Lastly, Bor et al.36 showed that adolescent mental health problems have increased over the last three decades. Specifically, relative to males, females are more prone to build up and base their self-esteem on social feedback, shifting them to a greater dependence on social interactions for self-esteem and mental stability.37 Therefore, it is conceivable that, compared to their male counterparts, females will record higher scores for feelings of depression and loneliness, and lower scores for social satisfaction.5,36,38

In summary, previous studies have shown that AA is not purely a matter of cognitive performance, but also involves emotional processes. Furthermore, while the association between AA and negative emotional functioning – such as depression, anxiety, and loneliness – has been studied extensively,5-7 the association with positive emotional functioning has not. Accordingly, the aim of the present study was to shed more light on these dimensions. We believe our findings will have the potential to improve counseling of students with respect to both low AA and poor emotional functioning.

The following two hypotheses and one research question were formulated. First, we expected that higher scores for depression and loneliness and lower scores for social satisfaction would be associated with lower AA scores. Second, we expected more extensive emotional issues to be more strongly associated with lower AA among female than among male students. Third, we established as an exploratory question whether negative emotional functioning (depression, loneliness) or positive emotional functioning (social satisfaction) would be the most clear predictor of AA scores.



At the end of the spring semester of 2015 and during the examination period, undergraduate students at the medicine and nursing programs of the Ardabil University of Medical Sciences, Ardabil, Northwestern Iran, were approached and asked to participate in a study of AA, depression, loneliness, and social satisfaction. Participants were informed about the study aims and the anonymous and confidential handling of the data. Next, they signed a written informed consent form and completed a booklet of questionnaires covering sociodemographic data, symptoms of depression and loneliness, and social satisfaction. The booklet was completed within 15-20 minutes and sealed in an envelope after completion. The Institutional Review Board of the Ardabil University of Medical Sciences (Ardabil, Iran) approved the study, which was conducted in accordance with the rules laid down in the Declaration of Helsinki.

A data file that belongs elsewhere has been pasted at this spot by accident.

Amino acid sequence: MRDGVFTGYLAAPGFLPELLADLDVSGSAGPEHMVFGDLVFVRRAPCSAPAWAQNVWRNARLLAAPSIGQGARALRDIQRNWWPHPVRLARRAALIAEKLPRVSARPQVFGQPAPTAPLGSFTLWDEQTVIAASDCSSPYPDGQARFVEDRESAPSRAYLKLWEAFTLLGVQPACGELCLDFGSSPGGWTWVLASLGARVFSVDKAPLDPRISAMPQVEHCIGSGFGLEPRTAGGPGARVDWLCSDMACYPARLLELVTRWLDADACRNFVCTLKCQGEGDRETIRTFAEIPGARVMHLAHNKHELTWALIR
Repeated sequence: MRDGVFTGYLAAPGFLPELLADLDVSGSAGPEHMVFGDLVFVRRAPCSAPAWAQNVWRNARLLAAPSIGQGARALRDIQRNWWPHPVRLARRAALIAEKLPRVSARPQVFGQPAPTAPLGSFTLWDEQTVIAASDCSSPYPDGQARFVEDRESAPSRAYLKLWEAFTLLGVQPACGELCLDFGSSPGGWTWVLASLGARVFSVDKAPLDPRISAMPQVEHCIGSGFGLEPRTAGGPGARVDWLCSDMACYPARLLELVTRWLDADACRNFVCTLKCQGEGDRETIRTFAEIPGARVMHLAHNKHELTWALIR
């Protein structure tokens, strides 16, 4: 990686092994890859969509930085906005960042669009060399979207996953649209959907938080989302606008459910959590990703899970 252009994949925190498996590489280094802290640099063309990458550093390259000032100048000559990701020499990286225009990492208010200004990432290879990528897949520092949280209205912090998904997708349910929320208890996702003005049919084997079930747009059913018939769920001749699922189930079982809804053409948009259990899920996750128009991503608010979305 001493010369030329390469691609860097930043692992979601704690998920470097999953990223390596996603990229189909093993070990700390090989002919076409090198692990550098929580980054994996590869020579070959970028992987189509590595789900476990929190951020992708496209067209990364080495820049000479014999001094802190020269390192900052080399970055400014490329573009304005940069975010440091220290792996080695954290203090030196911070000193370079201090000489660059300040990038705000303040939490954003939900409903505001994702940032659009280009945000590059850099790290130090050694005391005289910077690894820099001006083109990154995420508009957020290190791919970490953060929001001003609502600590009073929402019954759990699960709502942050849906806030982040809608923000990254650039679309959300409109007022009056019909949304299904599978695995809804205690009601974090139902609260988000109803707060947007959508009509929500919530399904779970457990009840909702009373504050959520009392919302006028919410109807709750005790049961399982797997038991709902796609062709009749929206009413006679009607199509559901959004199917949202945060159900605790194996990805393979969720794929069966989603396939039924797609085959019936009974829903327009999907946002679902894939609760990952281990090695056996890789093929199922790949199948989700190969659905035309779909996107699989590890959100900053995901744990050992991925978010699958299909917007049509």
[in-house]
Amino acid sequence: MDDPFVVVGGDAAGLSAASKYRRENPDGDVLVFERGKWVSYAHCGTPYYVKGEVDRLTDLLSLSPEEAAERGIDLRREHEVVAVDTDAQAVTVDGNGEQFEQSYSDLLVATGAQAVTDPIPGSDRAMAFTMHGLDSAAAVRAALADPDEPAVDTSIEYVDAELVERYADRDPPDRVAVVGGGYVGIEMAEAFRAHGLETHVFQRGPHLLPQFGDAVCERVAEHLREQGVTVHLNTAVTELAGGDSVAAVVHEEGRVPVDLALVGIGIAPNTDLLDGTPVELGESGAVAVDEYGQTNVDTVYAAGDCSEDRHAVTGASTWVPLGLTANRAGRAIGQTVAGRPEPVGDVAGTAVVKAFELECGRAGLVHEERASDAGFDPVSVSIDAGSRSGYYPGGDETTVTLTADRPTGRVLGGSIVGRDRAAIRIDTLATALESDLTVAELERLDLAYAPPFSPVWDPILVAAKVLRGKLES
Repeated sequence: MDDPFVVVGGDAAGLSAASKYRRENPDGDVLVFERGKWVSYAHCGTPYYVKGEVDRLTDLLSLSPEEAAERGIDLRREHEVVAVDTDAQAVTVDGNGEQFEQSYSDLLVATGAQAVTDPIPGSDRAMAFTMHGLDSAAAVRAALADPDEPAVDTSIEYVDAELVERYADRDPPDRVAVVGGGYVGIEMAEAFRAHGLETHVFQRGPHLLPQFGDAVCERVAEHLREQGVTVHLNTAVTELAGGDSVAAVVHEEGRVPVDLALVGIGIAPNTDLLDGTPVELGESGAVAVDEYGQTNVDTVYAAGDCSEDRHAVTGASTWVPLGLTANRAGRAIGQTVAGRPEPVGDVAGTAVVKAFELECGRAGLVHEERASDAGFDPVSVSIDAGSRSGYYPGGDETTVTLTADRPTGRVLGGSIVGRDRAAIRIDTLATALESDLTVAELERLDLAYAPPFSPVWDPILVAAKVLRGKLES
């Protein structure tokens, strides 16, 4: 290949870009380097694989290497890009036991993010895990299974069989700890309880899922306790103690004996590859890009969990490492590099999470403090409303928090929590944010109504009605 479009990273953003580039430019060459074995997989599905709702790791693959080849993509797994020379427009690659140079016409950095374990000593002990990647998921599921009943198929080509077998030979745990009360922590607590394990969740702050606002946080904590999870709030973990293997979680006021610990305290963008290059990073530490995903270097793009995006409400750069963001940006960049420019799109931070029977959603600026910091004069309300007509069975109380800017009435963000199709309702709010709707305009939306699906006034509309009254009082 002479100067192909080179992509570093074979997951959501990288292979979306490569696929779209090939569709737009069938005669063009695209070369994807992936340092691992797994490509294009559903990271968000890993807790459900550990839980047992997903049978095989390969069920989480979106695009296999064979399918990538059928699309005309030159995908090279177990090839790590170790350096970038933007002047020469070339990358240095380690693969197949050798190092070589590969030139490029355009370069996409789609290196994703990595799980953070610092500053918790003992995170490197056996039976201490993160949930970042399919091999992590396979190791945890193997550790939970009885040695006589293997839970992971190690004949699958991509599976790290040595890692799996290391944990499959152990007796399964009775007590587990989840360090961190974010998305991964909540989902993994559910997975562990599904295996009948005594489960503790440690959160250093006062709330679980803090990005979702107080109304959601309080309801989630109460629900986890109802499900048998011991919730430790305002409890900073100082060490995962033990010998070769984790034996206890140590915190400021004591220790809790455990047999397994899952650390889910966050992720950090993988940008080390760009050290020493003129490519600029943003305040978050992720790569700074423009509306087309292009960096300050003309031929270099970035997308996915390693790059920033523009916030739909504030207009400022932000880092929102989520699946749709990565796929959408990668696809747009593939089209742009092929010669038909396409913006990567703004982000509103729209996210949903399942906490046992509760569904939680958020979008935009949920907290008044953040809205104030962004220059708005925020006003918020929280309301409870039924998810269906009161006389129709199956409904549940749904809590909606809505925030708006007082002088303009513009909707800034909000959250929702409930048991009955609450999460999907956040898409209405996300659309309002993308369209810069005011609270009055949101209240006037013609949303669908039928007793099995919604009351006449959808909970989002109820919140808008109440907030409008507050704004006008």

A total of 324 students were invited to participate, and 275 took part in the study. The inclusion criteria were: age between 18 and 25 years; being a student of the Ardabil University of Medical Sciences; being willing and able to complete the questionnaires and to show their certificate, which contained their overall scores in the spring exams; and provision of written informed consent. The exclusion criteria were: failure to complete the written informed consent; and signs of psychosis or suicidal ideation.


Sociodemographic data

Participants reported their age, gender, university major, and marital status.


Loneliness was assessed with the UCLA Loneliness Scale,39 which consists of the following three items: “How often do you feel that you lack companionship?”; “How often do you feel left out?”; and “How often do you feel isolated from others?” Each item was answered on a 3-point scale (1 = hardly ever; 2 = some of the time; 3 = often). The UCLA Loneliness Scale has shown satisfactory reliability and both concurrent and discriminant validity.39 In the present study, it showed acceptable internal reliability (Cronbach’s alpha = 0.89; average inter-item correlation = 0.72). The scores for each item were added to produce a loneliness scale from 3 to 9, with higher scores indicating a greater degree of loneliness. The cutoff point for loneliness was ≥ 6, as in previous studies.40